Tales From Five From Five

Chelsea vs. Cardiff City : 15 September 2018

During the recent international break, England played matches against Spain on Saturday 8 September and against Switzerland on Tuesday 11 September. On both of those days, I did not see a single kick of the England games. Instead I chose to attend my local team Frome Town’s FA Cup matches against Winchester City, first at home – a 1-1 draw – and then the subsequent replay – a 1-2 loss – and that just about sums up my feelings about international football in the current climate. I would rather make the effort in supporting my local team, pay the money at the turnstiles, travel to games, feel connected, than gormlessly gawp at the international game in a rowdy pub full of people who would probably annoy me no end.

I feel like I am the footballing equivalent of a music lover with one of those yellow “Keep Music Live” badges on his rucksack.

To me, in 2018, football is all about the live experience.

And it always has been, ever since I was bitten by the bug – I hope there is no cure – in March 1974, at Stamford Bridge.

Or maybe even earlier still.

With help from my fellow Frome Town friend Steve, we worked out recently that my first Frome Town game was in the autumn of 1970, when I was aged just five.

Another game is worth talking about too.

In around 1971 or 1972 – I can’t be certain – my village team Mells and Vobster United won the Mid-Somerset League and I can vaguely remember watching the championship-decider on the Saturday. At school on the Monday or Tuesday, I was to learn that the team were to take part in the “Cup Final” at nearby Stoke St. Michael on a weekday evening. I can vividly remember excitedly pleading with my parents to take me to the game. My mother would undoubtedly have said, in that time honoured fashion, “wait until your father comes home”, as she prepared my tea after school. I can honestly remember saying the phrase “everyone is going to be there” – knowing full well that I was exaggerating somewhat – and then managing to persuade my father to drive the five or six miles towards the Mendip Hills to the nearby village, which was chosen as a neutral venue. There is no doubt that I would have taken my ball with me – I went everywhere with my white plastic football – and I can certainly remember the sense of pride and involvement in seeing my team at an away game. I can’t remember the opposition. But I am sure that Mells won the game, and hence “the double.” It is a memory which has remained with me for decades. It is, I am sure, where my passion of seeing live football, and supporting my team, was born.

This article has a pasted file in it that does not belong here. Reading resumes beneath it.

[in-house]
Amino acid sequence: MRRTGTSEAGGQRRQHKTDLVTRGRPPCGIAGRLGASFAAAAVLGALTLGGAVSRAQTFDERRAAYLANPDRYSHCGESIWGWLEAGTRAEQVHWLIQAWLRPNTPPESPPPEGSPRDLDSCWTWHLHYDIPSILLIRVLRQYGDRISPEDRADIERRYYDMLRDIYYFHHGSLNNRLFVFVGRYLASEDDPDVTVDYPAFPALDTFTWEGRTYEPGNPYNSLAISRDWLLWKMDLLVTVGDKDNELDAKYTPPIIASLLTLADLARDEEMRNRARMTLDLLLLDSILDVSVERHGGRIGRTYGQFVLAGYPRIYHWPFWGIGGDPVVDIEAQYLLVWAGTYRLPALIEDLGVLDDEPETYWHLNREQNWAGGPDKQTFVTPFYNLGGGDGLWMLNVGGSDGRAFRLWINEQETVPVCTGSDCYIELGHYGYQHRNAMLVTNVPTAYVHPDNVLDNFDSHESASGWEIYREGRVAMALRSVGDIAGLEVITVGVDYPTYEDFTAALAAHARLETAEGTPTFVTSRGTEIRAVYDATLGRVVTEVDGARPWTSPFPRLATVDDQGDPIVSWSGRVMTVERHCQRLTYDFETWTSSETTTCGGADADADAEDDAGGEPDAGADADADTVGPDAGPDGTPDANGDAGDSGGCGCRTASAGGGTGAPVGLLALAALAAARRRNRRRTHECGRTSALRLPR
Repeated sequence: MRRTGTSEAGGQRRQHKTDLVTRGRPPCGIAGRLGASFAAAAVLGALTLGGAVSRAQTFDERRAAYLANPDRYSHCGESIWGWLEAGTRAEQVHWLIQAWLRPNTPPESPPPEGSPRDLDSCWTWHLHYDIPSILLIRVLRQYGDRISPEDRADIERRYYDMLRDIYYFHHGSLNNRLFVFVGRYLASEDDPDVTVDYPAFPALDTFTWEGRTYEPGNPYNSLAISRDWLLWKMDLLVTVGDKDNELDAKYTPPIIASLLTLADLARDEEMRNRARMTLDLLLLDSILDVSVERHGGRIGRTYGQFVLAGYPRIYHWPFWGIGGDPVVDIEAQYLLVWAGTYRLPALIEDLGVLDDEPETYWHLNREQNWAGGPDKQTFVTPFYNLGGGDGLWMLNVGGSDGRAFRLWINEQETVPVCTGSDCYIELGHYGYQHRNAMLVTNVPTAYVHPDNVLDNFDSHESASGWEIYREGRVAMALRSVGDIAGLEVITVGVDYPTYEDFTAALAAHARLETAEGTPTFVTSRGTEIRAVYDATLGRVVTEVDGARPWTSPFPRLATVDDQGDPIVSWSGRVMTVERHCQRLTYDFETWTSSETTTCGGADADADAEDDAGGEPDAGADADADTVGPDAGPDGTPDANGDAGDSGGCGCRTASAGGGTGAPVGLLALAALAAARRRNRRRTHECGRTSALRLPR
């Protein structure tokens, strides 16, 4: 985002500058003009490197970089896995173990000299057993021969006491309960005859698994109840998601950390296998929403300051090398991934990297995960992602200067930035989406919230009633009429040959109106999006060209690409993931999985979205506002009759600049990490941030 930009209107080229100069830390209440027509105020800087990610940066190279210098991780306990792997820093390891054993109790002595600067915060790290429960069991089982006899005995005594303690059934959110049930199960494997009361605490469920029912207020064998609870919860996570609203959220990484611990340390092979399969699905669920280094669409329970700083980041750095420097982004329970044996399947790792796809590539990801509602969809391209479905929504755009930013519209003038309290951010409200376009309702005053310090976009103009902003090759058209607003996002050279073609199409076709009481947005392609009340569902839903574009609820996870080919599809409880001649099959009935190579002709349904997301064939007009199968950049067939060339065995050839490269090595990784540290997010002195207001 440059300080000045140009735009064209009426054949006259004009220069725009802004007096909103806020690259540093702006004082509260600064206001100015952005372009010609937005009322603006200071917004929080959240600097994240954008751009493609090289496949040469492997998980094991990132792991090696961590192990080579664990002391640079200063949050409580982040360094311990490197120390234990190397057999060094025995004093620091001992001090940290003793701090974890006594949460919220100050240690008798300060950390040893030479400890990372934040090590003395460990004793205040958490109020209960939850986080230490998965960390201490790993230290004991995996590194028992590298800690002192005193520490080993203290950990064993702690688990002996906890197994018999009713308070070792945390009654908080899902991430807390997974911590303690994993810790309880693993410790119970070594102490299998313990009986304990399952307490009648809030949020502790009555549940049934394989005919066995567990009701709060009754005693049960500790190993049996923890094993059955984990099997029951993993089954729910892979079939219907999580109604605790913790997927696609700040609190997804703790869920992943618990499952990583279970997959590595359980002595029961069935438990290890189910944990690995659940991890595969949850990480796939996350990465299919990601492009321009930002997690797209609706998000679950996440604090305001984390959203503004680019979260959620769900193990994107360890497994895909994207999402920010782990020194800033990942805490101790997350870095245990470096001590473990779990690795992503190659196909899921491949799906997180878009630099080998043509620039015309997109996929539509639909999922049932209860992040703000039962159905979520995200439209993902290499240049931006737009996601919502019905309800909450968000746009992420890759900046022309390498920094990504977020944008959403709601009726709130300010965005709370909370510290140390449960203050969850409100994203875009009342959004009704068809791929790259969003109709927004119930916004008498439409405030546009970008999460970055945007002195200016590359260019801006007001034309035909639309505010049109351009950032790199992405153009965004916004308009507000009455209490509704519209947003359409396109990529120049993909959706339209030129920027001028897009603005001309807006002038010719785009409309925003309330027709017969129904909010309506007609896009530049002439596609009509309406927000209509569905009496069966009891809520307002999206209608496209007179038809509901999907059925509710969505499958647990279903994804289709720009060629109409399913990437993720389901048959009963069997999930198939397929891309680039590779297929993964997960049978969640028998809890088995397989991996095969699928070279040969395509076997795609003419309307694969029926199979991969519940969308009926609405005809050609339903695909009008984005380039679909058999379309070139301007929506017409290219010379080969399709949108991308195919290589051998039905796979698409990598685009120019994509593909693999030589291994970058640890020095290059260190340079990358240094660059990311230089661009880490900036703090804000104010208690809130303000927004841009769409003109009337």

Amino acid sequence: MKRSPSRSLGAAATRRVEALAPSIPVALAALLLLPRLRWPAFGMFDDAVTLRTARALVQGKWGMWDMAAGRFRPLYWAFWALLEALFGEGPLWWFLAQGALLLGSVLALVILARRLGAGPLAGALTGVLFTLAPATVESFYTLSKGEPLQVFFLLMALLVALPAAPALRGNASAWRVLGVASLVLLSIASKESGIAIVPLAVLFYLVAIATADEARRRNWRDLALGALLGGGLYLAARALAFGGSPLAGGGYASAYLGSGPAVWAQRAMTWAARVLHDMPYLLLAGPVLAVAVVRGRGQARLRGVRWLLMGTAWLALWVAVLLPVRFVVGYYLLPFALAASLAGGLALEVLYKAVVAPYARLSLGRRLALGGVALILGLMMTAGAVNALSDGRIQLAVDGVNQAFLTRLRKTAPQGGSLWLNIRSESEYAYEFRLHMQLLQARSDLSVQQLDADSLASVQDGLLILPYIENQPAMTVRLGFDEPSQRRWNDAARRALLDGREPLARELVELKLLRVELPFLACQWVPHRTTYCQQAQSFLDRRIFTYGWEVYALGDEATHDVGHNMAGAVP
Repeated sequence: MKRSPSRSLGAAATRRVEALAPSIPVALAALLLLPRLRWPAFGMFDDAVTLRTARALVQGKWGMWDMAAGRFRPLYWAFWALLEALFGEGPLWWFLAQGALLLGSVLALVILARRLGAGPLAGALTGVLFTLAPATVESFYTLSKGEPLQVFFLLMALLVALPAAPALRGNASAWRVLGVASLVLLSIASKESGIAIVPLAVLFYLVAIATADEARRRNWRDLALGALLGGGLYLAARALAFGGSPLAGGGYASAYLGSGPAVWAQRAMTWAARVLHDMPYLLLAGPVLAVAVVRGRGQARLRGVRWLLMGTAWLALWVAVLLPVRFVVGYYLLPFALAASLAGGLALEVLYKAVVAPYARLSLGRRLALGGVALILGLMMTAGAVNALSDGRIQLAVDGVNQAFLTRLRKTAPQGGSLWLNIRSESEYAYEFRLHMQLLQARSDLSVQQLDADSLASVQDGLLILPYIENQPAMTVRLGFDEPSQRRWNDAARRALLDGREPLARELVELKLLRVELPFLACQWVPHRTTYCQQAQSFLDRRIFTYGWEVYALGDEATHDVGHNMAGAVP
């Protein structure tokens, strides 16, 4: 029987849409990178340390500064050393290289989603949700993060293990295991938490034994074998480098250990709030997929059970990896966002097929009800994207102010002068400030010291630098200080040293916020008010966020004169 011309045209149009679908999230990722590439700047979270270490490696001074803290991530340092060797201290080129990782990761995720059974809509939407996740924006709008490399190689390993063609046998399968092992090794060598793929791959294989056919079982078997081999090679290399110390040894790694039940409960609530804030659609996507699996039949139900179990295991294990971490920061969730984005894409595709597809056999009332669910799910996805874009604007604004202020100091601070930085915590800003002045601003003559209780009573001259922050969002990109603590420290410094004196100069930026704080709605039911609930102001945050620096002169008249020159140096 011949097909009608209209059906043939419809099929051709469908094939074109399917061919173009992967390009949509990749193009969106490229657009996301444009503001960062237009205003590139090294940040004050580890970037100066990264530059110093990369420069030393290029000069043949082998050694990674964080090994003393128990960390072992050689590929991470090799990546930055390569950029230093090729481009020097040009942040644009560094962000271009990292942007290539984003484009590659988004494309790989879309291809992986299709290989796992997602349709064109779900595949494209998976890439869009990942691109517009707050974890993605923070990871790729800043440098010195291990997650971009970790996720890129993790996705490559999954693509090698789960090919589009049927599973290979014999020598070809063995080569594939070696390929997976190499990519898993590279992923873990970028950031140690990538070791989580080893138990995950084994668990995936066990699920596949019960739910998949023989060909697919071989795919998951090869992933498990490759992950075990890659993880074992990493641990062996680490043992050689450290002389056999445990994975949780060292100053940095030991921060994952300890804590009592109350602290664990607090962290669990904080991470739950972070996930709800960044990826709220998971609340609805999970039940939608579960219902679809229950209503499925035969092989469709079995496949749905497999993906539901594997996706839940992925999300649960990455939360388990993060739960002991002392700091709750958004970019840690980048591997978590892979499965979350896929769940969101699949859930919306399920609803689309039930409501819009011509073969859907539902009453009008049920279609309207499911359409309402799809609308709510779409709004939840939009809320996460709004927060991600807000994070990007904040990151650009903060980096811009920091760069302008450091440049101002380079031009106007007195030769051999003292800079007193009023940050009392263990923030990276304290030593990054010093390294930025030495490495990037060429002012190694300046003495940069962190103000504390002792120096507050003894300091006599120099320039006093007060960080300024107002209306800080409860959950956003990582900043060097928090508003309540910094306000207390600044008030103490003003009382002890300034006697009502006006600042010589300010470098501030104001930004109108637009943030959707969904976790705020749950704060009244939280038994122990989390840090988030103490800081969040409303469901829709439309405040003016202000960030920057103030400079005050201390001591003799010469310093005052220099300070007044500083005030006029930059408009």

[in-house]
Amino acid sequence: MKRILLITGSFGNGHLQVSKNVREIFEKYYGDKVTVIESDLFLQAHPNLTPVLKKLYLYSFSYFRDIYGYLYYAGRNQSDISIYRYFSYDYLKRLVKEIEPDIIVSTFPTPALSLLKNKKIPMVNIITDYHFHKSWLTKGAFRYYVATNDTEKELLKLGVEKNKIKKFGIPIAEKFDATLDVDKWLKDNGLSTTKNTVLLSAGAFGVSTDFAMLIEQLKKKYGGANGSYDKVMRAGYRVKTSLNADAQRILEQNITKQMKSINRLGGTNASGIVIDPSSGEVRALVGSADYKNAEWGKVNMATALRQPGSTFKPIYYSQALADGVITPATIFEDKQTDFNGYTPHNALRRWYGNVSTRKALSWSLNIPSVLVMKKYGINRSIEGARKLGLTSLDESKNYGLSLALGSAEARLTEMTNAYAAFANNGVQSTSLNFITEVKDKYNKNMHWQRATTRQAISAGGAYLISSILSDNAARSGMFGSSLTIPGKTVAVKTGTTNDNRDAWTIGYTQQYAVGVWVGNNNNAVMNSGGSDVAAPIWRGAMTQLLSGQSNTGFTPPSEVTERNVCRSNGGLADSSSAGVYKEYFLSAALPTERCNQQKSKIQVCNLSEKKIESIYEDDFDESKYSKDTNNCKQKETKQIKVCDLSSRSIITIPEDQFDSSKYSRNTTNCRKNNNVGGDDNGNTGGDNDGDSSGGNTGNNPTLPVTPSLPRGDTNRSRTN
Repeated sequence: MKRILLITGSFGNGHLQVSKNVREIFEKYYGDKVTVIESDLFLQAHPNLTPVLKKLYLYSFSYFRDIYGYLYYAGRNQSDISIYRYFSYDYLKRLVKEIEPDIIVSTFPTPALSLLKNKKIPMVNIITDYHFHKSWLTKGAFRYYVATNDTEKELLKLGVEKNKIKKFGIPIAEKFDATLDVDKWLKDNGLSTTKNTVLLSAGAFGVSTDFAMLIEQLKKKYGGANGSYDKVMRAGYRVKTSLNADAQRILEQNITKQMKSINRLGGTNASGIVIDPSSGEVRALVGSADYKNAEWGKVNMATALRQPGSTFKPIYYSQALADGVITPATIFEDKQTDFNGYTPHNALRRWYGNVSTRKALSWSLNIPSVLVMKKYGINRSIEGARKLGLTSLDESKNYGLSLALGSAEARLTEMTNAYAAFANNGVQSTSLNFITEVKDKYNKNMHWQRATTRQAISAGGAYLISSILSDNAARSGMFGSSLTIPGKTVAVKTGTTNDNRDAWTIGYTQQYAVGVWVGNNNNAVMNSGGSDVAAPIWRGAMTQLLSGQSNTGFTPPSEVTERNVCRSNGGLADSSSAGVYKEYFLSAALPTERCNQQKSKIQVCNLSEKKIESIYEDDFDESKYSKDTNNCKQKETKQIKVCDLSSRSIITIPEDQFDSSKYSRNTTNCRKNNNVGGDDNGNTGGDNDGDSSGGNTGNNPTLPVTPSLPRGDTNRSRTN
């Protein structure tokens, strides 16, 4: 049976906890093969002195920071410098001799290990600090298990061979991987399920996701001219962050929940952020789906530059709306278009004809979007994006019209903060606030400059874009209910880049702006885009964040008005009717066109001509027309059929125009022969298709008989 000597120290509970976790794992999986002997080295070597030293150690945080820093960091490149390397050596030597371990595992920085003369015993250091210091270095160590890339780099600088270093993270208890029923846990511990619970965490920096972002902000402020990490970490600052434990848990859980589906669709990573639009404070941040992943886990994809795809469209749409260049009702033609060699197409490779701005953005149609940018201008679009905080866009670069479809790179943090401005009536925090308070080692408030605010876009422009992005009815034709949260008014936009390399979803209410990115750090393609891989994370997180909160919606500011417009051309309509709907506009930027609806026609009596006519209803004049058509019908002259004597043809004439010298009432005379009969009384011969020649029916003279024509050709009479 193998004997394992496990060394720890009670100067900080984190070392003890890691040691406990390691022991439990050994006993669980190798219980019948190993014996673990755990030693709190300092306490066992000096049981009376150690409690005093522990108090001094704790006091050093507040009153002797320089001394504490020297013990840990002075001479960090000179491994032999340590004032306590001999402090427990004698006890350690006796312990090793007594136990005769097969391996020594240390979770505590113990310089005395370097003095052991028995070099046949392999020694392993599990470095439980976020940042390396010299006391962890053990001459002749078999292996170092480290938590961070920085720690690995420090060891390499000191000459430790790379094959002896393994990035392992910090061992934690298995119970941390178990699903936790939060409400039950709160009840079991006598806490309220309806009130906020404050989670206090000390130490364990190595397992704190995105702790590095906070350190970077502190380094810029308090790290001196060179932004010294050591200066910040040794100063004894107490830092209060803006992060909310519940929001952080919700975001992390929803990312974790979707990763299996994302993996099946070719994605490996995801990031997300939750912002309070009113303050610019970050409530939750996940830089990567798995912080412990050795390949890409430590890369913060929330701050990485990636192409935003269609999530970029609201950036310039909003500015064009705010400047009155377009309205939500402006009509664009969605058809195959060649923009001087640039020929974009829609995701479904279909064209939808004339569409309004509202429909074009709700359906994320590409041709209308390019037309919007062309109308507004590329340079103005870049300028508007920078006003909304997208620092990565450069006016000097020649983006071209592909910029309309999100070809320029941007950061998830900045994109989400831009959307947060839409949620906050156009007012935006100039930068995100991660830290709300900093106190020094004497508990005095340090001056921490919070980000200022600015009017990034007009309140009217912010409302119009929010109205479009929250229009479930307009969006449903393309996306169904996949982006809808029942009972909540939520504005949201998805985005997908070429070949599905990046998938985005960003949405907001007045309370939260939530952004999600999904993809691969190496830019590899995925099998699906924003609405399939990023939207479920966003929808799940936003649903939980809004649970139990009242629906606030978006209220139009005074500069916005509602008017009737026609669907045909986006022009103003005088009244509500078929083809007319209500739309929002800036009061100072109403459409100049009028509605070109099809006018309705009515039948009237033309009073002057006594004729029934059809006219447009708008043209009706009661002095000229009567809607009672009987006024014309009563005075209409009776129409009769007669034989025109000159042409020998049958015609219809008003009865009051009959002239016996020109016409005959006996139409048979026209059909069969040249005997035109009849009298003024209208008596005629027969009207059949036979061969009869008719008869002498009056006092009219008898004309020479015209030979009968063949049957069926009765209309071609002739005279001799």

Sadly, after a proud history of one-hundred and thirteen years, Mells and Vobster United are no more. Last season was their final tilt at glory. The news really saddened me. My grandfather played for the village team in the 1920’s, and I played a smattering of games for the reserves from 1978 to 1981. I always remember my first game, when I was only thirteen – playing against men more than twice my age – and being full of pride when I told my parents about it when I returned home. I had just shown up at “the rec” with my boots and my ball on a Saturday afternoon just intending to watch from the side-lines. The manager asked me if I fancied coming on as a “sub” during the game. I was not a very confident footballer – I would eventually slide out of the school first team and into the dreaded “B team” later that season – but I jumped at the chance. Fifty years after my grandfather represented the village, I was playing too. It was against Ashwick and Binegar. But there is no fairy-tale ending; I am sure that we lost.

At the end of May, I retraced my steps and stood for a few solitary minutes behind one of the goals at Stoke St. Michael’s football pitch, and my mind cartwheeled back to around forty-seven years earlier when my footballing journey had taken a massive step. It was the first time that I had been back since that evening with my parents – in Dad’s green Vauxhall Viva, and my football – and it was, of course, such a bittersweet moment.

This football life, eh?

Visits of Cardiff City to Stamford Bridge do not come around too frequently. This would only be the fifth time that I would be seeing “The Bluebirds” play at Stamford Bridge. And as the saying goes, you never forget your first time.

On the second day of October in 1976, a Chelsea team which included old hands Peter Bonetti, David Hay and Charlie Cooke, plus a smattering of youngsters including both Ray and Graham Wilkins met the visiting Cardiff City. For once, Ian Britton didn’t fill the number seven berth; that position was filled by Brian Bason.  Stalwarts of that promotion-winning campaign Ken Swain and Ray Lewington scored as we won 2-1 in front of a healthy 28,409. Lewi – recently assistant manager to Roy Hodgson at England –  didn’t score many, but his goal was a net buster from 30 yards. I can distinctly remember watching the action from the lower tier of the East Stand, with me peering over at the sizeable following from South Wales. I can definitely recollect punches being thrown at the Cardiff fans as they attempted to get at the waiting Chelsea fans as we walked past the old North Stand entrance after the game. I remember my father telling me –